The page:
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ORIGINAL ARTICLES

Pseudomonas aeruginosa
An Uncommon Cause of Diabetic Foot Infection
Heather Young, MD*
Bryan Knepper, MS, MPH†
Whitney Hernandez, NP‡
Asaf Shor, MD, MPH§
Merribeth Bruntz, DPM||
Chrystal Berg, DPM||
Connie S. Price, MD*
Background: Pseudomonas aeruginosa has traditionally been considered a common
pathogen in diabetic foot infection (DFI), yet the 2012 Infectious Diseases Society of
America guideline for DFI states that ‘‘empiric therapy directed at P aeruginosa is
usually unnecessary.’’ The objective of this study was to evaluate the frequency of P
aeruginosa isolated from bone or tissue cultures from patients with DFI.
Methods: This study is a cross-sectional survey of diabetic patients presenting with a
foot infection to an urban county hospital between July 1, 2012, and December 31, 2013.
All of the patients had at least one debridement procedure during which tissue or bone
cultures from operative or bedside debridements were obtained. The v2 test and the t
test of means were used to determine relationships between variables and the frequency
of P aeruginosa in culture.
Results: The median number of bacteria isolated from DFI was two. Streptococcus spp
and Staphylococcus aureus were the most commonly isolated organisms; P aeruginosa
was isolated in only five of 112 patients (4.5%). The presence of P aeruginosa was not
associated with the patient’s age, glycosylated hemoglobin level, tobacco abuse, the
presence of osteomyelitis, a prescription for antibiotic drugs in the preceding 3 months,
or the type of operative procedure.
Conclusions: Pseudomonas aeruginosa was an infrequent isolate from DFI in this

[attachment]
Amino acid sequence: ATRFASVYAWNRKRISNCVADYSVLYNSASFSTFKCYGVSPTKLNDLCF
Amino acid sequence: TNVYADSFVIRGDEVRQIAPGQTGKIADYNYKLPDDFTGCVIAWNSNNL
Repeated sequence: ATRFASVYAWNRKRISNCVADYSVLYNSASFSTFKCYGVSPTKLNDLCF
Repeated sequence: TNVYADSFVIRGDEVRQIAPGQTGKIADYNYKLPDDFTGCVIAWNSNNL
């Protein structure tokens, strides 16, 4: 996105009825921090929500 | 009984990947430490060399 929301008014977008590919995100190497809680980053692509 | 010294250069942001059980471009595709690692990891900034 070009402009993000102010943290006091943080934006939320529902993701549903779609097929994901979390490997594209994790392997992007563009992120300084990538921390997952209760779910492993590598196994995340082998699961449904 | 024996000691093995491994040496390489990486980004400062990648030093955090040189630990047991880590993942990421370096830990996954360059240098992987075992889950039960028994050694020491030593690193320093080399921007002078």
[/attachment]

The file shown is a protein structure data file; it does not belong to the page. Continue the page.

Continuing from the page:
urban, underserved diabetic population. The presence of P aeruginosa was not
associated with any measured risk factors. By introducing a clinical practice guideline,
we hope to discourage frontline providers from using routine antipseudomonal antibiotic
drugs for DFI. (J Am Podiatr Med Assoc 105(2): 125-129, 2015)

Pseudomonas aeruginosa has traditionally been
considered a common pathogen in diabetic foot
infection (DFI), and it accounts for 9.3% to 31% of
DFI in the literature.1-12 However, the importance of
*Division of Infectious Diseases, Denver Health Medical
Center and University of Colorado Denver, Aurora, CO.
†Department of Patient Safety and Quality, Denver Health
Medical Center, Denver, CO.
‡Division of Infectious Diseases, Denver Health Medical
Center, Denver, CO.
§Division of Infectious Diseases, University of Colorado
Denver, Aurora, CO.
||Department of Orthopedic Surgery, Denver Health Medical Center and University of Colorado Denver, Aurora, CO.
Corresponding author: Heather Young, MD, Denver
Health Medical Center, 660 Bannock St, MC 4000, Denver,
CO 80204. (E-mail: Heather.Young2@dhha.org)

this pathogen has recently been questioned. The
2012 Infectious Diseases Society of America (IDSA)
guideline for DFIs states that ‘‘empiric therapy
directed at P aeruginosa is usually unnecessary
except for patients with risk factors for true
infection with this organism.’’13(p. e147) Risk factors
cited by the IDSA for P aeruginosa include a high
local prevalence of P aeruginosa infection, a warm
climate, and frequent exposure of the foot to
water.13
The IDSA recommendation is based on three
factors. First, the incidence of P aeruginosa as a
cause of DFI in developed countries outside of the
tropics seems to be low.1,2 Second, there is
increasing evidence that clinical cure of polymicro-

Journal of the American Podiatric Medical Association ! Vol 105 ! No 2 ! March/April 2015

125